At its 2014 holiday marketplace, First Baptist Church of Dalton, GA, sold $70,000 in predominantly fairly traded goods to support artisans creating products for the global marketplace to sustain their own lives rather than depend solely on churches, agencies and non-profits for charity.
This is the second year that the church ran Lydia’s Market for four days in downtown Dalton, partnering with the city’s Holiday Open House in early November. The partnership helped the congregation reach church-goers and other holiday shoppers with the message that economic empowerment of disenfranchised people is valuable ministry.
“As one member said: ‘This is the biggest mission trip our church has ever been on. And we never left town,’” said Rev. Courtney Allen, First Church’s pastor for community ministry and mission, who worked with a committee of seven to put the market together and to interpret its goals.
Allen has a few ideas that could easily be applied elsewhere, drawing upon the Dalton church’s learnings as the marketplace grows:
Partner with existing community businesses and vendors who already have a successful model in place.
“We were fortunate,” she said, “that our committee could work with downtown vendors businesses that had a history with holiday open houses. Because of the downtown location of the church, we are part of the Downtown Development Authority and we were able to tap into things that were already happening.”
Create a space for the market that is inviting, attractive and easy to find.
Allen said that First Church transformed its vaulted atrium into a space with doors for exit and entry, check-out lines and gorgeous displays of goods from 15 partners hailing from Kenya to Tennessee.
(And Pal Craftaid’s goods essentially sold out two years in a row!!! “People absolutely loved Pal Craftaid,” she said, adding that having items arrive with price tags already on the wares speeds the process and saves time.)
“I just feel like these products sell themselves once you get people to the location,” said Allen, noting that shoppers had easy access to the goods, and, anyone heading to the childrens’ area, the church office suite or the sanctuary had to cut through the atrium, finding themselves surrounded by inviting displays of fabrics, kitchenware, olive wood nativities, bath products, chocolates, you name it.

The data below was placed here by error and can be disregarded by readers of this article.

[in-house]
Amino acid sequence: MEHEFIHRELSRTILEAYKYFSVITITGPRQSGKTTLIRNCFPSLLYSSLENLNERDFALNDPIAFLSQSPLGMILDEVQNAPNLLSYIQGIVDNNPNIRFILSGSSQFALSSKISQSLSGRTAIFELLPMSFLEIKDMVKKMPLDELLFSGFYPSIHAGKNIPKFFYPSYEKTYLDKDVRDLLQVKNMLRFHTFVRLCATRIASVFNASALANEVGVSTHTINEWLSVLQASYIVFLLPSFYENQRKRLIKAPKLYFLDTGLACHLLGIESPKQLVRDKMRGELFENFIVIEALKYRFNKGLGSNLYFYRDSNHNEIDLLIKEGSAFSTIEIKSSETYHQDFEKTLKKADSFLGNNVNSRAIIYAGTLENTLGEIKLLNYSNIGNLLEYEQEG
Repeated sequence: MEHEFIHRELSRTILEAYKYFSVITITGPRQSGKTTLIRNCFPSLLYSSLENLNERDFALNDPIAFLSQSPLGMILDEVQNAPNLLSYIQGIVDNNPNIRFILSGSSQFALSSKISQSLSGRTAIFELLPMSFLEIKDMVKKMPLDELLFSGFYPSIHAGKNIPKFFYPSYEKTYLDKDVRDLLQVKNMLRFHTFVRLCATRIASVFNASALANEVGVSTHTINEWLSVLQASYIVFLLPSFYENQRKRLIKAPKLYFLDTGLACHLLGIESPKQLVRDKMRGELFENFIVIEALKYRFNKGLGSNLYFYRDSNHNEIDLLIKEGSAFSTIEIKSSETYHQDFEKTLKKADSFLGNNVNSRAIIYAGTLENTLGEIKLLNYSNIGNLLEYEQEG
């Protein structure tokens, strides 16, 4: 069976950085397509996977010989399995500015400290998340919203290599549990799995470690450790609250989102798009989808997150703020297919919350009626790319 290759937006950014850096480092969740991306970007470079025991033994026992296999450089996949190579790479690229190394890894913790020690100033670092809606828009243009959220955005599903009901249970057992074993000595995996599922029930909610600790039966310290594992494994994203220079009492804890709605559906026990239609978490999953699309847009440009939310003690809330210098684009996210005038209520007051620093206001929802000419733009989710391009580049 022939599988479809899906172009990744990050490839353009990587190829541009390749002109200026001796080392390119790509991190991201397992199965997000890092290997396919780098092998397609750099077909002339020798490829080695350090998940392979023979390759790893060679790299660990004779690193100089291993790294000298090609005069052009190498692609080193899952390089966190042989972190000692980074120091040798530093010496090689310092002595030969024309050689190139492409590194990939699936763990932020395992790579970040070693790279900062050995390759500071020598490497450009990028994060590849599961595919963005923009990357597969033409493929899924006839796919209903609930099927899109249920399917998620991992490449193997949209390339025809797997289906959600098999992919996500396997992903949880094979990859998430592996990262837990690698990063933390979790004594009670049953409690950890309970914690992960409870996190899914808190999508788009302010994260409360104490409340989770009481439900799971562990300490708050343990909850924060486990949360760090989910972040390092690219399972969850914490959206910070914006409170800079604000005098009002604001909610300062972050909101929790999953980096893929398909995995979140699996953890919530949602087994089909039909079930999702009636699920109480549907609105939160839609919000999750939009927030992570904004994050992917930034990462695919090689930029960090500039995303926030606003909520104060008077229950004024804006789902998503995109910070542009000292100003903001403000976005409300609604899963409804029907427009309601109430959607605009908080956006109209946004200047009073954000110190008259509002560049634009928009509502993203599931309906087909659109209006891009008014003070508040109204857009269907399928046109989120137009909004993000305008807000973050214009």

Each shopper received a burlap bag to carry goods, had access to chocolates and coffees, and, were able to use a credit card for purchases.
Going to another site to sell is also a possibility should the church not be accessible, said Allen.
Educate, educate, educate about ministries of economic empowerment and use intergenerational helpers to do so.
Allen said the artisans lives gave First Church a very personal window to look at the human impact of war, violence, gender discrimination, human trafficking. “This year we looked at the model of economic empowerment as ministry. Not just raise money and send it back to people in need. But to consider that these people are using their God-given gifts to create goods to support themselves and their families economically.”
To make that point, the church enlisted:
A steering committee to determine the size of orders and to catalogue inventory
- Vendors who sent sample goods early for display before the sale itself
- Stories about artisans’ lives from long-standing mission outreach, such as Roma women, that members have personally encountered and new stories from people the church is just learning about through the marketplace
- Children and adults to help tag items for sale, put together displays, promote the sale and assist customers.
The event mission statement reads: We Are Called to Empower All God’s People Through A Sustainable Source of Income By Offering Their Hand-Crafted Goods At Lydia’s Market, A Ministry of First Baptist Church.
The word about the good work at Dalton is getting out. Allen and her team will lead a workshop at the gathering of the Cooperative Baptist Fellowship this year about Lydia’s Market and its ministry.